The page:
Curries Rotting in the Kitchens
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From the NYT:

Britons Perturbed by a Troubling Shortage of Curry Chefs


… But the curry industry has found itself in a pickle: There are not enough curry chefs in Britain.

The Conservative government’s restrictions on immigration are causing an acute staff shortage, said Shahanoor Khan, the secretary general of the British Bangladeshi Caterer Association. Already, he said in an interview, a third of the nation’s 12,500 curry houses are facing closing because they cannot find chefs.

The first generation of curry chefs who opened restaurants in the 1960s were mostly from East Pakistan, what is now Bangladesh, and are now retiring, but they cannot find cooks to replace them, Mr. Khan said. Younger, better-educated and more assimilated British Asians are reluctant to take on the family business because of the grueling hours and low pay.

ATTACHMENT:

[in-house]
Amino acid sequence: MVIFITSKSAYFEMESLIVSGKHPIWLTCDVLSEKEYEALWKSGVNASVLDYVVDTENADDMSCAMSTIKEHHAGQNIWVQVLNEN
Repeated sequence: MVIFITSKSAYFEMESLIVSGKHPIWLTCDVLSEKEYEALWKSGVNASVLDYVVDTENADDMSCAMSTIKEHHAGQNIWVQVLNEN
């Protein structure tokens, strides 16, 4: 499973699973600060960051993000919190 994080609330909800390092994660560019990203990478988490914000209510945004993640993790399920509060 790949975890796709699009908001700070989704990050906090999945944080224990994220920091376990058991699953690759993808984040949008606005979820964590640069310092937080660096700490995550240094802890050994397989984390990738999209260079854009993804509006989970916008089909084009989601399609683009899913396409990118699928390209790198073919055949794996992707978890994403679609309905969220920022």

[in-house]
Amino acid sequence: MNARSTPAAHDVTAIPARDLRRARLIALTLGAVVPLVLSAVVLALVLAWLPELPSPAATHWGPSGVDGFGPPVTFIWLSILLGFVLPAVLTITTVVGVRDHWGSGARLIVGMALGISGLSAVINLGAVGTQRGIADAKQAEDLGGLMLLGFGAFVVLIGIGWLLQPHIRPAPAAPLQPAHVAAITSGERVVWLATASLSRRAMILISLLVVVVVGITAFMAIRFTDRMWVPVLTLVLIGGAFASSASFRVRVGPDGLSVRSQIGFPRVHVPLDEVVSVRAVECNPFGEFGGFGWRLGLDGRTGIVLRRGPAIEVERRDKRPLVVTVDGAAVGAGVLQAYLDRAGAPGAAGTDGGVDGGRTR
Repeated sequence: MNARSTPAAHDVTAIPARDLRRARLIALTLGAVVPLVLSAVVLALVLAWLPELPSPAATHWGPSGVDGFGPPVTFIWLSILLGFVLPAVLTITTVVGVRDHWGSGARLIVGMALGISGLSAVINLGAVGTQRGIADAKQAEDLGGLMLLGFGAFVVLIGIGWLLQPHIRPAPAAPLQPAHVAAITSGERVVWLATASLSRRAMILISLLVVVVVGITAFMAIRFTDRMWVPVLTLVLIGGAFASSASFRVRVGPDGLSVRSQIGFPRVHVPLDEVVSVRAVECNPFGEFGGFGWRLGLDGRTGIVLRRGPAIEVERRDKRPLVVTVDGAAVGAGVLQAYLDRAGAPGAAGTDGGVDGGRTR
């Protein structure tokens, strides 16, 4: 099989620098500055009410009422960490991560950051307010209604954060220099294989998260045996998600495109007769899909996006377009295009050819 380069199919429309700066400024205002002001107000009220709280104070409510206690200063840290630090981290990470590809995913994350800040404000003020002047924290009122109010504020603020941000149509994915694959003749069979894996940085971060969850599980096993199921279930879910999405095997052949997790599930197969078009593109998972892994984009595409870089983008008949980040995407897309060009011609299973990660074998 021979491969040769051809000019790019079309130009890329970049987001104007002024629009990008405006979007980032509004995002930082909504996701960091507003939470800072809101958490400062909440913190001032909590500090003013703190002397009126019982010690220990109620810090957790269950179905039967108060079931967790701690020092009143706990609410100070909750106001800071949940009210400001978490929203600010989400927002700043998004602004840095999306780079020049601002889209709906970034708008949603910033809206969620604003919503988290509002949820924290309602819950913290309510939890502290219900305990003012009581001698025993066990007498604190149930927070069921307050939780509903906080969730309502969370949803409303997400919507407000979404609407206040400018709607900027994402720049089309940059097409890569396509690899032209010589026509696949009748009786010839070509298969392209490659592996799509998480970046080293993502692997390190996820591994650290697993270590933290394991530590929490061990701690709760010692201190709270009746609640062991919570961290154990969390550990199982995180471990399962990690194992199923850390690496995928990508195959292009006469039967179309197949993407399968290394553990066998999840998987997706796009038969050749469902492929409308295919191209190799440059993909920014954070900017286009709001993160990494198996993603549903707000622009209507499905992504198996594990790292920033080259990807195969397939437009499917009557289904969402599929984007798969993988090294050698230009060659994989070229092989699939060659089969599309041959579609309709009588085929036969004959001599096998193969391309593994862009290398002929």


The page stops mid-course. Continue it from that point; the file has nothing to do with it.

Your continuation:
… “Because of immigration, you have tikka masala,” said Paul Scully, a Conservative lawmaker and chairman of the All-Party Parliamentary Group of the Curry Catering Industry. Curry proves that immigration is no threat to Britain’s “cohesive society,” he said, criticizing Theresa May, the home secretary, who told the Conservative Party conference last month that migrants were endangering national cohesion.

Mohammad Azad, the executive chef at Cafe Saffron in Shrewsbury, said he had tried to hire Europeans. But there were “so many barriers in the kitchen, starting with the language,” he said at a curry chef awards ceremony held in London. …

“When it gets busy in the kitchen and you start shouting in Bengali, it’s difficult for a Romanian to understand,” Mr. Azad said, raising his voice above the din.

Staff shortages are common among all types of restaurants, but they are particularly worrisome for those specializing in curry….

Politicians and entrepreneurs like Mr. Scully and Mr. Bilimoria are urging the government to relax immigration rules. Britain puts a cap on skilled migrants arriving from outside the European Union and requires chefs seeking entry to be paid at least £29,570 a year, which is £5,000 more than the average salary in the industry. …

Mr. Bilimoria agreed. “Should we expect our curry to be cooked in Delhi and flown over to us?” he asked. “No,” he said. “We need chefs right here.”

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